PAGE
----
Developing mental health education for health volunteers in a township in South Africa
University of Exeter (David Richards - at the time of publication, the author was at the University of Manchester)
Primary Health Care Research & Development
Cambridge University Press
South Africa like many countries is moving towards a system of community care for people with mental health problems. This is set against a backdrop of under-resourced and overburdened services. These problems are particularly apparent in the township communities. The aim of this study was to devise an education programme for South African volunteer health workers using principles adapted from the UK evidence base for psychosocial intervention (PSI) and to evaluate the impact of the education programme on community volunteer health workers' knowledge about mental health issues. A stakeholder consultation exercise was held to explore: the context of South African services; the transferability of the UK evidence base and educational strategies to South Africa; and to inform the design of an educational programme. Evaluation of the community volunteer educational programme was undertaken using pre- and post-education focus groups. Twenty-one volunteers working with mentally ill people in the community from one township attended a three-day, six module course. After the course, volunteers: were able to articulate a greater range of aetiological and contributing factors to the development of mental health problems, including stress vulnerability and traditional belief frameworks; could describe a more humanistic model of mental health identification; identified a wider range of both formal and informal helping strategies; were more aware of the negative impact of interpersonal behaviours for people with mental health problems. Volunteer involvement has been confined to communicable diseases in South Africa. Volunteers educated about mental health care could assist in the South African policy of ‘horizontal’ integration of services into primary care from their current ‘vertical’, specialist-orientated structures.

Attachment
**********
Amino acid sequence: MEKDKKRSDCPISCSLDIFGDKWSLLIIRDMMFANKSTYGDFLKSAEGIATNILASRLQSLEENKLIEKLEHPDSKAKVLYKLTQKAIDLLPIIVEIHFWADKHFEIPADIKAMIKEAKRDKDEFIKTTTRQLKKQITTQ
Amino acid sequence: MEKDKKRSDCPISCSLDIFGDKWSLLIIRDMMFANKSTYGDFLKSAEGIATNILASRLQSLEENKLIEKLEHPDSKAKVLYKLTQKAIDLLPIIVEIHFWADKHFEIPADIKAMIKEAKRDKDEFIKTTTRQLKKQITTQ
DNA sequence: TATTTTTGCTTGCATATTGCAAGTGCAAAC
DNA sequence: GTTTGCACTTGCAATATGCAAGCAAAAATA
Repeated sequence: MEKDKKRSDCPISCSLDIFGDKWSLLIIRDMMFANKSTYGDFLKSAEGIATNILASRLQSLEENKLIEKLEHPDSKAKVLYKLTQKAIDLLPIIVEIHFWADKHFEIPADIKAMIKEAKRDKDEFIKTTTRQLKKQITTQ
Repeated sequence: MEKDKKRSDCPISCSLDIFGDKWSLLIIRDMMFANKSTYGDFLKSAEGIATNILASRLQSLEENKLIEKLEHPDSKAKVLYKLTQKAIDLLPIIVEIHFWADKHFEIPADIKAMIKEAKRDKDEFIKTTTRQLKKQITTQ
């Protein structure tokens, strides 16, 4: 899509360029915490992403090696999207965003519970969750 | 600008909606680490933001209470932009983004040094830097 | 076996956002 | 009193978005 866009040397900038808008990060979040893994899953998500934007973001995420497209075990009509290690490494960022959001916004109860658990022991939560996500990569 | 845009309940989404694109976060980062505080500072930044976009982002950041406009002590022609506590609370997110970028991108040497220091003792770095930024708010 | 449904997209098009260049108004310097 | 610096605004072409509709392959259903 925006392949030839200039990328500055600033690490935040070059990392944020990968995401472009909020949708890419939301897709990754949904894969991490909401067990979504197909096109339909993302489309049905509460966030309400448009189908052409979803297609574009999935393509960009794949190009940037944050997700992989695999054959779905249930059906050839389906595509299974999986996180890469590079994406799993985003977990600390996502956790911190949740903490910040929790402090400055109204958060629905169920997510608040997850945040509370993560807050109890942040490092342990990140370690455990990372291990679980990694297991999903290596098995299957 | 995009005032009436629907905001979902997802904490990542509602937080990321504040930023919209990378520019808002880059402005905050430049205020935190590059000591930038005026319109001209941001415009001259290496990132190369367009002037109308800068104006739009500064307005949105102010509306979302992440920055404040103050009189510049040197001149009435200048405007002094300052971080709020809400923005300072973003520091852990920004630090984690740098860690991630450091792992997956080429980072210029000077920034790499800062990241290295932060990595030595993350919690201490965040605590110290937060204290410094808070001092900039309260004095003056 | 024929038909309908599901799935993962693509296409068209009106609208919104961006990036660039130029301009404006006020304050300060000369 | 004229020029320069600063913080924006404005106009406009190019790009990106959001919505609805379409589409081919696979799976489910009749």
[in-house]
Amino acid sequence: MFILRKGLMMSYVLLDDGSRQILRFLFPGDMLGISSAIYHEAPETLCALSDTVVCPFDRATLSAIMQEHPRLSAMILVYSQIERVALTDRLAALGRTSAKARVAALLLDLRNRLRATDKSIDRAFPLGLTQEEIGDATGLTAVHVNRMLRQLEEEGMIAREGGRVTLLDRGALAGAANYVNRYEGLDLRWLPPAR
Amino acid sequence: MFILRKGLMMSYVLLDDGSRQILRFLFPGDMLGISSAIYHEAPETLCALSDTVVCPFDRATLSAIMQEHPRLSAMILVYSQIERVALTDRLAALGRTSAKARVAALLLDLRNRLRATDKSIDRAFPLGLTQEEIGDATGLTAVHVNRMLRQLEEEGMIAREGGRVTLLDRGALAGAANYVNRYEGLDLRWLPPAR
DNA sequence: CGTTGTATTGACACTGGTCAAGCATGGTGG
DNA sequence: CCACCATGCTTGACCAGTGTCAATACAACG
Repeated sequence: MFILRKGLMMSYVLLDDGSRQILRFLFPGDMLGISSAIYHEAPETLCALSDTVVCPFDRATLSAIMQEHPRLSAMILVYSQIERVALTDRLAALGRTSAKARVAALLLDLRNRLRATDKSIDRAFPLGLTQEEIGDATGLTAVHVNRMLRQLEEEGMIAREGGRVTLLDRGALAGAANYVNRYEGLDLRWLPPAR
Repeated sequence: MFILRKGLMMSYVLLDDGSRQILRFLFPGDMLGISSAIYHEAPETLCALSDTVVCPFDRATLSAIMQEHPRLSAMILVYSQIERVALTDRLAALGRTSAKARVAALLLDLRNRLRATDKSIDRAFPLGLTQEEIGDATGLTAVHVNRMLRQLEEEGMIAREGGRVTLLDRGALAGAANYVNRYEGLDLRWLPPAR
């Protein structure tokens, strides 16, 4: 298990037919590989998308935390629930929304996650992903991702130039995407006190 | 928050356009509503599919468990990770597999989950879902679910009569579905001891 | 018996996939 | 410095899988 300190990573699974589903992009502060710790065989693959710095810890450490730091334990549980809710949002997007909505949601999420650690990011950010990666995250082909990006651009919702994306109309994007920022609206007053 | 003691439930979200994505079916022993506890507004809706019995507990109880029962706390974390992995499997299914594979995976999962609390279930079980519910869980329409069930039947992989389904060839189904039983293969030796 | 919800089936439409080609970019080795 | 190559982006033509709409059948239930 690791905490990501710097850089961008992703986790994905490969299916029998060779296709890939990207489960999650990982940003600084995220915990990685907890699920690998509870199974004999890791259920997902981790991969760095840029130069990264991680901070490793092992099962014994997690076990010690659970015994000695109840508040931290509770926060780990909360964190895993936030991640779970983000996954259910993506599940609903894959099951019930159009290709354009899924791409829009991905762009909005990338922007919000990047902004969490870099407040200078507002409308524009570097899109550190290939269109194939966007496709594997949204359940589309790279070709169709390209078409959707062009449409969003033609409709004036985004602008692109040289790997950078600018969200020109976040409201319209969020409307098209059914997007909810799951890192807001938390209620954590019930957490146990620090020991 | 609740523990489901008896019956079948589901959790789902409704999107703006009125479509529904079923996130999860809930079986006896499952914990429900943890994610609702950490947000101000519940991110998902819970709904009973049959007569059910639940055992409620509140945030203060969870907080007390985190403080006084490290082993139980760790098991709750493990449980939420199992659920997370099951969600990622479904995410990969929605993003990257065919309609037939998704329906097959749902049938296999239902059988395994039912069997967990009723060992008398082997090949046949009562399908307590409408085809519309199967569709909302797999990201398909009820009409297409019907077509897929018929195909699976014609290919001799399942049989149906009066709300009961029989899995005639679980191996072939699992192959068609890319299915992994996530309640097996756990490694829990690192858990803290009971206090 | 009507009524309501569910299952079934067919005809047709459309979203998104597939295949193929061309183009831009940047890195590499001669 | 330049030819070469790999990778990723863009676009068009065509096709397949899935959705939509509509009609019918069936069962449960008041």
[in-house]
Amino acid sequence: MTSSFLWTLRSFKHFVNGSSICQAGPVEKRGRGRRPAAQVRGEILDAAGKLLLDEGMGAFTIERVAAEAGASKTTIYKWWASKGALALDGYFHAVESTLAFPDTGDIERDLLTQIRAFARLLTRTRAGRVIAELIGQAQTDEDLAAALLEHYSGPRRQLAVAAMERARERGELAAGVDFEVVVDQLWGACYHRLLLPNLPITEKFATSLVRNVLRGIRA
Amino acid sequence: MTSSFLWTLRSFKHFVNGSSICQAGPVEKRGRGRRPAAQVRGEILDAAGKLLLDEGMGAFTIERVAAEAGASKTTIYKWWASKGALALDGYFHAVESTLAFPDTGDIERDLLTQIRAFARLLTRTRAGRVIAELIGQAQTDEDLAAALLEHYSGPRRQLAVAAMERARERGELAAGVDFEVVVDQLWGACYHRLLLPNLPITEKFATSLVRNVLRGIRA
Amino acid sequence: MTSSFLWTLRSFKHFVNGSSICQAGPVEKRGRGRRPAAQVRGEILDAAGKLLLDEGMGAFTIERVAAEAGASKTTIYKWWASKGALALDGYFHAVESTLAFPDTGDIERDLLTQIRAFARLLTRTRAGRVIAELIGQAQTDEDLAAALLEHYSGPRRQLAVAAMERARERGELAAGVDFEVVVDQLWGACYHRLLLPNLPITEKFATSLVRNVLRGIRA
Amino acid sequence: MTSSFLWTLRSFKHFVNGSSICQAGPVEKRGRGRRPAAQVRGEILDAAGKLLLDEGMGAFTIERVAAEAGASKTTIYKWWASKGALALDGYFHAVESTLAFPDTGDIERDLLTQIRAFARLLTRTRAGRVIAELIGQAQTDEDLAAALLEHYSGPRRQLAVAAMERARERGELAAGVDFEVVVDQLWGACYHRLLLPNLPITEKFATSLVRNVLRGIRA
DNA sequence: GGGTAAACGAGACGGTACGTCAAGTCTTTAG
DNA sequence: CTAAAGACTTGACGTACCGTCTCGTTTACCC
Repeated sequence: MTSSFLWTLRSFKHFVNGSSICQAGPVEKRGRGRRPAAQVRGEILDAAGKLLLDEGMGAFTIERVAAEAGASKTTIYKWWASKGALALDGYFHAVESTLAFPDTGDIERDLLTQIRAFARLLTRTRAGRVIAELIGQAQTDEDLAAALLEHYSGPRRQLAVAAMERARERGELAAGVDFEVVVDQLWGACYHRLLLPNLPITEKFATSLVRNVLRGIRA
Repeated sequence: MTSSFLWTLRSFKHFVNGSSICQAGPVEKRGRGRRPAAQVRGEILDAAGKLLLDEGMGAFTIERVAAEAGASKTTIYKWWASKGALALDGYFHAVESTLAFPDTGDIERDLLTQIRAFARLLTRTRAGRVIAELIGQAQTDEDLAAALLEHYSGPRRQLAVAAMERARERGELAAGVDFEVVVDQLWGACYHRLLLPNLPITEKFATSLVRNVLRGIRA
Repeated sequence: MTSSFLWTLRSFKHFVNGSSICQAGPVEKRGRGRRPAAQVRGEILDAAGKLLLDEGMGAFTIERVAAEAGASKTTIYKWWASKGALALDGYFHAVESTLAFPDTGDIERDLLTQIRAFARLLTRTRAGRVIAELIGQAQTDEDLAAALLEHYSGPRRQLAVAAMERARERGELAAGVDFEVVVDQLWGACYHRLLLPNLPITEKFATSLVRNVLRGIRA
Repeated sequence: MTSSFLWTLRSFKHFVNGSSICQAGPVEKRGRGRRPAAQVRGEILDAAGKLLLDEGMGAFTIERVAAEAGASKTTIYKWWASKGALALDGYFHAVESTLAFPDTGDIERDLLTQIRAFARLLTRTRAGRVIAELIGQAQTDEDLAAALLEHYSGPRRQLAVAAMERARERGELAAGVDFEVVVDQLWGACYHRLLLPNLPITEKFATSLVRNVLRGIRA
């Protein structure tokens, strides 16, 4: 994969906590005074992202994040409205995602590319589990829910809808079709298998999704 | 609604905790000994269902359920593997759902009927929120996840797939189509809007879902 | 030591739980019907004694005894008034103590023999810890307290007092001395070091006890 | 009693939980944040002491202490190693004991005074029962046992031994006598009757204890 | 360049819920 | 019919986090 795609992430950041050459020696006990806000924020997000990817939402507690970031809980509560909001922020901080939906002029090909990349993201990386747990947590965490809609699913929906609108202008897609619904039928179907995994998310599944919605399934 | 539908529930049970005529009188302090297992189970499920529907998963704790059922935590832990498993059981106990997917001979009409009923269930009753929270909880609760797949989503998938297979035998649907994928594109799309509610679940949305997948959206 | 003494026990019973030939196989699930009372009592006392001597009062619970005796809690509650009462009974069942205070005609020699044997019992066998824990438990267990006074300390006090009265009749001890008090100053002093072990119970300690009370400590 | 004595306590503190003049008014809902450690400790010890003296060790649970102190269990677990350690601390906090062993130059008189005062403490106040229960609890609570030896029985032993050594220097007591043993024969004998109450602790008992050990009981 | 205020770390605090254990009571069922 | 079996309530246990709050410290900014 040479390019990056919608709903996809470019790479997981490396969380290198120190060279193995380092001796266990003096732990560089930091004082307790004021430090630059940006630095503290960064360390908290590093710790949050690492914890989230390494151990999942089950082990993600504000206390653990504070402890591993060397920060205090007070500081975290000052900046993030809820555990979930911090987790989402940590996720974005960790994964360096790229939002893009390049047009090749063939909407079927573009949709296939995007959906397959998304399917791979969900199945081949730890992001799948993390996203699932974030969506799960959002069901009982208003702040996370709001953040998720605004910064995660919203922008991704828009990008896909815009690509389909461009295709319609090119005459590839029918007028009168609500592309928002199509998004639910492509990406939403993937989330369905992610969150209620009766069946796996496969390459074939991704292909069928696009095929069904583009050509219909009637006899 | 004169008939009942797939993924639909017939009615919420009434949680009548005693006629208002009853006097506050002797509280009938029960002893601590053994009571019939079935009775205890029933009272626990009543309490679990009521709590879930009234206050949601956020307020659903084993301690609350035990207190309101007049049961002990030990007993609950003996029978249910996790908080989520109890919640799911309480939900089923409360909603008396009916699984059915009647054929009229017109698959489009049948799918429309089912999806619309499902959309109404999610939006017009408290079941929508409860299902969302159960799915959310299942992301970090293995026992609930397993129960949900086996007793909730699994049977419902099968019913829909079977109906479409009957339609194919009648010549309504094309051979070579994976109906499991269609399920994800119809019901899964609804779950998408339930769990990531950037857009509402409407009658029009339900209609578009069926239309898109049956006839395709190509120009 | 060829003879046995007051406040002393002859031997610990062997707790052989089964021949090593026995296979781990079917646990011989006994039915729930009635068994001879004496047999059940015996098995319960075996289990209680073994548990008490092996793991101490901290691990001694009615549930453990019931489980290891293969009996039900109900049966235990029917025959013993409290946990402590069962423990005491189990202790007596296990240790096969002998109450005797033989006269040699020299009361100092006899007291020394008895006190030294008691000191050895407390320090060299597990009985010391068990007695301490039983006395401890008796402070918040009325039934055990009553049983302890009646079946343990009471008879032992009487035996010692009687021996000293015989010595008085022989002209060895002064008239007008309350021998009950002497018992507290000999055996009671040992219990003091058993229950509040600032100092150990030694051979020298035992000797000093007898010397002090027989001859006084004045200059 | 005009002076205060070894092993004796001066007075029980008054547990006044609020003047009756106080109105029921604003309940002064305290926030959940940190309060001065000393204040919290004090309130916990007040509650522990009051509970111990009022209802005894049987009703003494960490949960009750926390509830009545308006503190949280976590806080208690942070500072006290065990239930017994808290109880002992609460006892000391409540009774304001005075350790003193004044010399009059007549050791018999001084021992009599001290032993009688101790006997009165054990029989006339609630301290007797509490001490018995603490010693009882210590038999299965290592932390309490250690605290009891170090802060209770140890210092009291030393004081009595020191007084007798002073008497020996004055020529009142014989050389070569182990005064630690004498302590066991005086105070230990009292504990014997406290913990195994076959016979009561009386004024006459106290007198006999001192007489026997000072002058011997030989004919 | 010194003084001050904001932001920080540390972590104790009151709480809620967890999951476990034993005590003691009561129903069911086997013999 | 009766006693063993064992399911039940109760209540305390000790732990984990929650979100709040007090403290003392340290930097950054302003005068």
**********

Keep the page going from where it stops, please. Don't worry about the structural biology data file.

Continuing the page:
Reproduced with permission of the publisher. © Cambridge University Press 2006.
Primary Health Care Research and Development, (2006), 7 (2): pp. 95-105